Basic Income — Part Three: Conditions and Motivations

What psychology can tell us about basic income paradigms

Soma Cube, by Дмитрий Фомин (Dmitry Fomin) (Own work) [CC0], via Wikimedia Commons

A few years ago, researchers tested how a concern over personal finances might impact a person’s cognitive ability. Participants were asked to consider how they could afford a hypothetical car repair. After this budgeting exercise, they answered a number of spatial and reasoning questions.

High-income participants were not concerned with their ability to pay for the car repair, even if it would be expensive. These participants did well on the later cognitive tasks.

Low-income participants were also unconcerned about an inexpensive repair, and they showed similar high scores on the subsequent questions. However, these participants were not so blasé about the prospect of an expensive repair. After thinking about how to manage finances for this pricey matter, they performed poorly on the cognitive tasks.

High-income and low-income participants were equal in their capabilities when not under pressure. It was only when faced with economic concern that low income participants found themselves unable to reason correctly. It’s the same logic behind buying a crappy pair of boots when a pair twice as expensive would last you four times as long. It’s the reason behind buying a pack of cigarettes every day when you can barely afford rent (well, that plus addiction). If your mind is overburdened with financial concerns, your cognitive processes diminish.

It isn’t that making bad decisions causes you to be poor. It’s that being poor causes you to make bad decisions, which can keep you poor.


To help break people out of the cycle of poverty, many programs try to help the poor financially while guiding their behaviors in a positive direction. These are known as Conditional Cash Transfer (CCT) programs.

CCT programs are simple: In order to receive money, families must complete certain conditions. Typically, these conditions are based around health and education, such as visiting the doctor regularly or keeping their children in school.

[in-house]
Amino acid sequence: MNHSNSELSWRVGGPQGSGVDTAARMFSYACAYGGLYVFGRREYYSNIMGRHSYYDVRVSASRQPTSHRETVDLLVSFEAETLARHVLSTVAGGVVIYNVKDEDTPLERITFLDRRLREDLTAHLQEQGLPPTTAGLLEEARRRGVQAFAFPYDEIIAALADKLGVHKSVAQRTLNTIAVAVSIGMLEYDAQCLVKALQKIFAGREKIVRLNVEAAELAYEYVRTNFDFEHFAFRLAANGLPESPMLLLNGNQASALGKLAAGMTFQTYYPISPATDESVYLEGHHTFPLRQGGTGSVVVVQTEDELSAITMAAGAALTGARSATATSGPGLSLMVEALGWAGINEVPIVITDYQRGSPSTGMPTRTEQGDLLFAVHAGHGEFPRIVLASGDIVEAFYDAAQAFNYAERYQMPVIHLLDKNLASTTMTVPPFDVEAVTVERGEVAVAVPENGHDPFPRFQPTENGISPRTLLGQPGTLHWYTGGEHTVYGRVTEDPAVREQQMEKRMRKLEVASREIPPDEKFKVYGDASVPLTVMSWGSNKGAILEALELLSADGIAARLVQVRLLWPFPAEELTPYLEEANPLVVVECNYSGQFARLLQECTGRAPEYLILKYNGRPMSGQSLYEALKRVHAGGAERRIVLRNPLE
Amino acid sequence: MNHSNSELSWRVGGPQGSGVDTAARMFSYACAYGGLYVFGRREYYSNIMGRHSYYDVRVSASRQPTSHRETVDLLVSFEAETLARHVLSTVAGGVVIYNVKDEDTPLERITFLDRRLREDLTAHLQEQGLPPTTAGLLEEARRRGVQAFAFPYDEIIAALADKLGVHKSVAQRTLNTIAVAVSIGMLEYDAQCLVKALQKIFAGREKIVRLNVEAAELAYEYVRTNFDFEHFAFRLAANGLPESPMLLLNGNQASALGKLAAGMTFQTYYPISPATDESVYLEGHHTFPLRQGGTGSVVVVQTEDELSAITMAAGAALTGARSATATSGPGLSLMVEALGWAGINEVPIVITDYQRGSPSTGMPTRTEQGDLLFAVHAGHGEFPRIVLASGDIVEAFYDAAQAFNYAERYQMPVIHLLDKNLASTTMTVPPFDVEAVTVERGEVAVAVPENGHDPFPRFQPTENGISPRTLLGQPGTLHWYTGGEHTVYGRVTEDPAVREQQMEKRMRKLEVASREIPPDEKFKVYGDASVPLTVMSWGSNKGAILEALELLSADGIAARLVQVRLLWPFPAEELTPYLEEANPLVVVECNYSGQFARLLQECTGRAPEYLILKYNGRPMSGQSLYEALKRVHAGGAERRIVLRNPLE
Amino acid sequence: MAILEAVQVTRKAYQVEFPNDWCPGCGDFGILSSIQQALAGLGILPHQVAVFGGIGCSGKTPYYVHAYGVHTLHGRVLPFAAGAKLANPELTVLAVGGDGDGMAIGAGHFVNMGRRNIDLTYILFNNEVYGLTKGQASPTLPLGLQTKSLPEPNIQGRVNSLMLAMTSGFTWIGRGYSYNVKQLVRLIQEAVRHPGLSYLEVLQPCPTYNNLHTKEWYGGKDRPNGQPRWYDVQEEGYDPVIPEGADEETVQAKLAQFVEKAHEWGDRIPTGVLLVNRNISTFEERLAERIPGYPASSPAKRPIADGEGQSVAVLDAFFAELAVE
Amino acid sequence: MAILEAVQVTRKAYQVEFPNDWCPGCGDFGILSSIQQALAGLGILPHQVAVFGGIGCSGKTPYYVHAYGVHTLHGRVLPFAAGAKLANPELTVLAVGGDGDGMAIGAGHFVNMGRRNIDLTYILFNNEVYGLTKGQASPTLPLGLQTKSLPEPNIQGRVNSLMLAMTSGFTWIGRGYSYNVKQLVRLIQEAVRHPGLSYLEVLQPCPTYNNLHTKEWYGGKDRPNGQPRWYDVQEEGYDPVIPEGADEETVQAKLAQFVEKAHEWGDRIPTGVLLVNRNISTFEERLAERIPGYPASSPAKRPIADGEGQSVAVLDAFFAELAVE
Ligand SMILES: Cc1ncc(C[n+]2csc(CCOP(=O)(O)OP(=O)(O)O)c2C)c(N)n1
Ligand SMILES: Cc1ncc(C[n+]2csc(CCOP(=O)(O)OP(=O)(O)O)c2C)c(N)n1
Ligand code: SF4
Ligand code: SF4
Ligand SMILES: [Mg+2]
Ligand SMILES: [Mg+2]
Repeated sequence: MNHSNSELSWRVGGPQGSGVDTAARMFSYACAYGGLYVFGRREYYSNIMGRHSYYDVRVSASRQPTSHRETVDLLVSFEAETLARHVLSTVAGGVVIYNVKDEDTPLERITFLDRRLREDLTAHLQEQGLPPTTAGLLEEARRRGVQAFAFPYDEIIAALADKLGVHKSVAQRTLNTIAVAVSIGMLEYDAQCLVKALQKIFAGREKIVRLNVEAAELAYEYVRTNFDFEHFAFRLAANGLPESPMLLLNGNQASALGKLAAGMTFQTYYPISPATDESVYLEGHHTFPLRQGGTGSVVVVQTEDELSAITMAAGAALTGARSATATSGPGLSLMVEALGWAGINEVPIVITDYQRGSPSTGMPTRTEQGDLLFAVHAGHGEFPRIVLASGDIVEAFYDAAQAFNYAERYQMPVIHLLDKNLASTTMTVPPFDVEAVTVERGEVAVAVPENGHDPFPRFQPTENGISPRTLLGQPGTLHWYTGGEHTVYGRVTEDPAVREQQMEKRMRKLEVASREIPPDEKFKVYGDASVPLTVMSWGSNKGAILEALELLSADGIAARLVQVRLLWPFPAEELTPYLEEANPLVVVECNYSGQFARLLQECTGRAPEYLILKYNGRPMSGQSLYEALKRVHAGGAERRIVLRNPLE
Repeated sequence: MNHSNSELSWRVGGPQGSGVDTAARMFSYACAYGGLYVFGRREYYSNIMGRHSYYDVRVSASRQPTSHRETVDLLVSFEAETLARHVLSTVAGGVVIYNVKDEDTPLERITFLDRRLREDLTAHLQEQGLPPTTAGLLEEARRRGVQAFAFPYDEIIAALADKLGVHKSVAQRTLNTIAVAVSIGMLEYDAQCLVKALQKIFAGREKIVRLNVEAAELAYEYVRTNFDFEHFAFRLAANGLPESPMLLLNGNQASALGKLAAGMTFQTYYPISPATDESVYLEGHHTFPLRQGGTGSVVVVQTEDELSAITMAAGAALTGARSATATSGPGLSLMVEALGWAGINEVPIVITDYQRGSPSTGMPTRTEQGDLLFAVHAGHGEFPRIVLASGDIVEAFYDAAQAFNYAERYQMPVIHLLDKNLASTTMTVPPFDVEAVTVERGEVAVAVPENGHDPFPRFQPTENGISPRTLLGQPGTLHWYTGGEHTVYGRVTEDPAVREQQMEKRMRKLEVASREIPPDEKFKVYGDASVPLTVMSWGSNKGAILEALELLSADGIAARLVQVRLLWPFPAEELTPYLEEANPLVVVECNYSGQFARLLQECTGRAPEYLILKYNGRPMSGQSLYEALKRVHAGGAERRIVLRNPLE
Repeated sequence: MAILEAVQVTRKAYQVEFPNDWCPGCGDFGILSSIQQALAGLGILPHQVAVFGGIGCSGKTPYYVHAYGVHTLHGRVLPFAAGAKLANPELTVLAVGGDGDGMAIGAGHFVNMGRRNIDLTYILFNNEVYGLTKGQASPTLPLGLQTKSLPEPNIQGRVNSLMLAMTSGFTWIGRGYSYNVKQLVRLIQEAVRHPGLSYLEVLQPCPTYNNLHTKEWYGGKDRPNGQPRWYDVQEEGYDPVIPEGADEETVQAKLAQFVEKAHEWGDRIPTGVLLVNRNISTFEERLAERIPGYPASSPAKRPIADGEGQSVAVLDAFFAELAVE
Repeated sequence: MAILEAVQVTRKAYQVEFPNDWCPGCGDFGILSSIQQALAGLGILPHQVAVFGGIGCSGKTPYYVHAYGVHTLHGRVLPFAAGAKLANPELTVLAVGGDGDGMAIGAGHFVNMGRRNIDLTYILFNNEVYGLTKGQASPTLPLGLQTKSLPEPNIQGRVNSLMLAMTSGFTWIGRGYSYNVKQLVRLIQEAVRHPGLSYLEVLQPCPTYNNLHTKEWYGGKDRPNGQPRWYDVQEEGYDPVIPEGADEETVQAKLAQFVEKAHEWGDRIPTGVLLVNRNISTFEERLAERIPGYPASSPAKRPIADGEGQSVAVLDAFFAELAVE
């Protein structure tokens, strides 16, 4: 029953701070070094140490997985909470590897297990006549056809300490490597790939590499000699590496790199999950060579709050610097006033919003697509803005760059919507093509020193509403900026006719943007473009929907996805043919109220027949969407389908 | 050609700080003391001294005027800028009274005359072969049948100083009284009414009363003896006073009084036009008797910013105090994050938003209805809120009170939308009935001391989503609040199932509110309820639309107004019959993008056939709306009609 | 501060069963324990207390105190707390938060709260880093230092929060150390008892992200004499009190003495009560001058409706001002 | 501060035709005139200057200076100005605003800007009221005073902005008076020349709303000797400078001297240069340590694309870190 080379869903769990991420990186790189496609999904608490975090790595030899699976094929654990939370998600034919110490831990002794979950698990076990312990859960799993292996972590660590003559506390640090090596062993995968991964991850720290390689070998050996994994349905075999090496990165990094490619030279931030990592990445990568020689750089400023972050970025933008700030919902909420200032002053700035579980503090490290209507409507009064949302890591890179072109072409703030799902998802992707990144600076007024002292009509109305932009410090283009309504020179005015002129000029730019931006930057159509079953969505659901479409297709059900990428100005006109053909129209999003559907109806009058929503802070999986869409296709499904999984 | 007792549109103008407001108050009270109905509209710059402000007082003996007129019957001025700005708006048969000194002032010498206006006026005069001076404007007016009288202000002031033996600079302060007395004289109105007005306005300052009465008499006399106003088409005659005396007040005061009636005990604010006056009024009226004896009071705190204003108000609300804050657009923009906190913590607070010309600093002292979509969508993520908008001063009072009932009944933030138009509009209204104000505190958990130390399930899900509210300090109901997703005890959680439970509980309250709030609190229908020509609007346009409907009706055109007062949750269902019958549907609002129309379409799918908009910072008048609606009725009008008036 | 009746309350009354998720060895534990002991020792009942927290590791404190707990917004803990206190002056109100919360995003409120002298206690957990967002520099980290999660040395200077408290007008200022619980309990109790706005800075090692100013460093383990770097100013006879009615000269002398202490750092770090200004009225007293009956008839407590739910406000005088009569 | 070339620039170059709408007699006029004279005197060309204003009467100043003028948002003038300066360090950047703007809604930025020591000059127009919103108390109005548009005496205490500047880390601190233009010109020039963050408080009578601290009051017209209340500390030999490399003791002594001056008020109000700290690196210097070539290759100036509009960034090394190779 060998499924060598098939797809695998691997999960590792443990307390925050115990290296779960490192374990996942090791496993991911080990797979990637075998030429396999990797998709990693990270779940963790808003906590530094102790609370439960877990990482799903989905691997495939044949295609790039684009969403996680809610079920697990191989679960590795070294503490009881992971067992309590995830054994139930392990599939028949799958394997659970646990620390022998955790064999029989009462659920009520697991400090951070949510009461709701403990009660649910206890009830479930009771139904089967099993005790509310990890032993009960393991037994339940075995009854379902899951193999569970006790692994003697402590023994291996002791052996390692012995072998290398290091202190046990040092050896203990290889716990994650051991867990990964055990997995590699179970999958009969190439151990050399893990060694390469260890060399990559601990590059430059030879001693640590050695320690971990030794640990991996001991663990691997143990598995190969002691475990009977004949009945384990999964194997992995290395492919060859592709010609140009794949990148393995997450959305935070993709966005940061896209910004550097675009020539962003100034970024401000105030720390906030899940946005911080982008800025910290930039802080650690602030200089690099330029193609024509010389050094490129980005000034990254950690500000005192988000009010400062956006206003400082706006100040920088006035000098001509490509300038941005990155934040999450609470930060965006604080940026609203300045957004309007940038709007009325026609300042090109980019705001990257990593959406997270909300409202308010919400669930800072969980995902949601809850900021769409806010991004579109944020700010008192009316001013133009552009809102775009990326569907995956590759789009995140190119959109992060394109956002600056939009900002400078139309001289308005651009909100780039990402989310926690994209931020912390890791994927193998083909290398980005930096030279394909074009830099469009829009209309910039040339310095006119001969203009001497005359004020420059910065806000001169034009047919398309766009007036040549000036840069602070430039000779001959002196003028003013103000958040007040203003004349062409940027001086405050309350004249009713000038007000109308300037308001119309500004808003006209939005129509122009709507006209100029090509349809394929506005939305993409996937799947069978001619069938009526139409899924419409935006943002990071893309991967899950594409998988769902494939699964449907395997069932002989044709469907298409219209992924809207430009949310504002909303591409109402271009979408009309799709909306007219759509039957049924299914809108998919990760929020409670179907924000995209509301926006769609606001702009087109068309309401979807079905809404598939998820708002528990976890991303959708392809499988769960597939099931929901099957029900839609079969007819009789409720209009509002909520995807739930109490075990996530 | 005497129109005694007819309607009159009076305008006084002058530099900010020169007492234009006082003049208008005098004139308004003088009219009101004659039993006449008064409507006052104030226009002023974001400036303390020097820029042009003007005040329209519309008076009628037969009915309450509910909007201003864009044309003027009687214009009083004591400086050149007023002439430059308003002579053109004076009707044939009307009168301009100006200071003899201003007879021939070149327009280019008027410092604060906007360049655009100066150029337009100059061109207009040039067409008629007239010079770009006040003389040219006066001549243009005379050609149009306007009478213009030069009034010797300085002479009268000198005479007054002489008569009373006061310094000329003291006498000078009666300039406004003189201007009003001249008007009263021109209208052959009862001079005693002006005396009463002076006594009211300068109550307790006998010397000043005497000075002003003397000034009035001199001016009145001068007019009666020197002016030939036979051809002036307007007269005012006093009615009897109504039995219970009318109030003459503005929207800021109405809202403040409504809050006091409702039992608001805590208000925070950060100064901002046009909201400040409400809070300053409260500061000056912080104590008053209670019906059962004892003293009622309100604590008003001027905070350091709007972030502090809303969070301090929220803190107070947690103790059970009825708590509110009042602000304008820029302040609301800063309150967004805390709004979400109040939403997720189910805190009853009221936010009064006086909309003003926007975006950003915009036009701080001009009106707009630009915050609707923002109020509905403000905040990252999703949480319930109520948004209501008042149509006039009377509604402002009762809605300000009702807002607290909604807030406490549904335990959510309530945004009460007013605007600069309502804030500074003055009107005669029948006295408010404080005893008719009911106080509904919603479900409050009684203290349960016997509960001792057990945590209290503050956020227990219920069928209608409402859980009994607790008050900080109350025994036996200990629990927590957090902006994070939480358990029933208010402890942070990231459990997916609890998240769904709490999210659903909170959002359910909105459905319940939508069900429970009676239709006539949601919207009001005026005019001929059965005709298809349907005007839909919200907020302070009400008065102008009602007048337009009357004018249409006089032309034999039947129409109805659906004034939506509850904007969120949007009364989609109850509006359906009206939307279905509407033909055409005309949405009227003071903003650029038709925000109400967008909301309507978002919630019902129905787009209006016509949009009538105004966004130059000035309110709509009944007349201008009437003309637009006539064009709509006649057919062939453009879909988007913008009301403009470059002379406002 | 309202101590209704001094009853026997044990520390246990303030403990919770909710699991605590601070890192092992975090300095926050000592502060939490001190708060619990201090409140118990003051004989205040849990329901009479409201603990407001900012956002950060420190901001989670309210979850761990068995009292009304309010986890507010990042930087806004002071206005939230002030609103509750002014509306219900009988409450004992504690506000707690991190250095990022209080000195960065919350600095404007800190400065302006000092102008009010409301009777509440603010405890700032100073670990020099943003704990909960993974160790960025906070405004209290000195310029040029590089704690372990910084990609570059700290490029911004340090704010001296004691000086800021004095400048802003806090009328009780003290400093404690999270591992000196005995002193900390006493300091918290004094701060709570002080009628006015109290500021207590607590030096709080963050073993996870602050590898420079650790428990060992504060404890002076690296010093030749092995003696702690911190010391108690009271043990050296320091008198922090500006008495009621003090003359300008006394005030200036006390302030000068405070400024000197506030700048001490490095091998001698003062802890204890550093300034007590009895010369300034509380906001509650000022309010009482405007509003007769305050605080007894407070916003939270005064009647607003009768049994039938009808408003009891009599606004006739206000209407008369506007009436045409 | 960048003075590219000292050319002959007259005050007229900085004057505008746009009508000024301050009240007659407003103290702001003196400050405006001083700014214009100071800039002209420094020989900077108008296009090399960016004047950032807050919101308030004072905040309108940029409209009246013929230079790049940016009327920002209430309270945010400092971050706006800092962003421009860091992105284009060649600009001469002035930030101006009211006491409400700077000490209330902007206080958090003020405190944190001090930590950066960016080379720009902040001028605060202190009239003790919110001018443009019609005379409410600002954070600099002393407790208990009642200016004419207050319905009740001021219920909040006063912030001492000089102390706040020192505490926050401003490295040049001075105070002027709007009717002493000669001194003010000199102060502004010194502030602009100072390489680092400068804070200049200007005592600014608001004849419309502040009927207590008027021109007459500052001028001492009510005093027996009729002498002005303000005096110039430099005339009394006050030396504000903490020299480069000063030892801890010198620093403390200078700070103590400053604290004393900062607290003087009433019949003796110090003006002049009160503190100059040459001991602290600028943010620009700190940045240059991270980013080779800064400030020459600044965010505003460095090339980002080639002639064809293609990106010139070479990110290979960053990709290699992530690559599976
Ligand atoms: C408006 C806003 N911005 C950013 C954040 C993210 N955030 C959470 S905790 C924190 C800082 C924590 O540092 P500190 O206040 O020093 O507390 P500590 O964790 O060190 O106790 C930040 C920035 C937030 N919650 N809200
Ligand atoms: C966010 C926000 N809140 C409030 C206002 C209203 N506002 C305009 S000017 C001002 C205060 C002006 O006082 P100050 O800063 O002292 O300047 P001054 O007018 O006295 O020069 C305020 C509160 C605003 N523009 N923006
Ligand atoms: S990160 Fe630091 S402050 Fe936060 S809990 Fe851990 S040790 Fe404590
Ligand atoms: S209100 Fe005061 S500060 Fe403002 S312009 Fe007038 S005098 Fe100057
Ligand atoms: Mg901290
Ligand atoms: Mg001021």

These programs are different from unconditional cash transfer (UCT) programs, such as the Mincome program in Canada I wrote about last week, or the cash transfer program in Kenya. In UCT programs, families receive money without needing to complete any conditions.

The logic behind CCT is pretty clear: The organizations giving out the money want to make sure that participating families have their own best interests in mind. Organizations don’t want to see their money go to waste, and requiring conditions is the closest thing they have to a guaranteed return on their investment.

But do these conditions make a difference? Do we see a larger benefit in conditional cash transfer programs than in unconditional programs? No.

In Mexico, the conditional Prospera program (formerly Oportunidades) showed positive results. School attendance increased, especially for high school students. Researchers found an increased demand for preventative care and a decrease in hospital visits. Teenage pregnancies also decreased. But keep in mind, many of these outcomes are similar to those found in UCT programs. If the outcomes are the same, why impose conditions at all?

The Opportunity NYC program launched by Mayor Bloomberg had less-than-exciting results. This program ran from 2007 to 2010, and rewarded a variety of behaviors in children and adults, including dentist visits, regular employment, and school attendance. As a result of the program, more people went to the dentist, and some high school students — those who had already shown some proficiency — increased their attendance. However, the program did nothing to increase attendance for less proficient students, or improve grades and attendance for primary school students.

To look directly at the differences between CCT and UCT programs, researchers in Malawi, Africa set up both. Families in the CCT group were required to keep their daughters in school in order to receive money. Families in the UCT group received money regardless of whether their daughters stayed in school.

What happened? As one might expect, families in the CCT group did send their daughters to school at a higher rate than the UCT group. After all, doing this was the only way for these families to receive money. Along with an increased attendance, daughters from the CCT group also showed a modest improvement in learning.

The most interesting finding, however, came from the UCT group. This group did not send their daughters to school, but they showed an increase in other positive behavior, such as fewer early marriages, a lower birth rate, and a lower rate of HIV transmission. It seemed that just receiving money caused these families to act in positive ways. Why did the unconditional program have this effect, while the conditional program did not? The answer may lie in the psychology of motivation.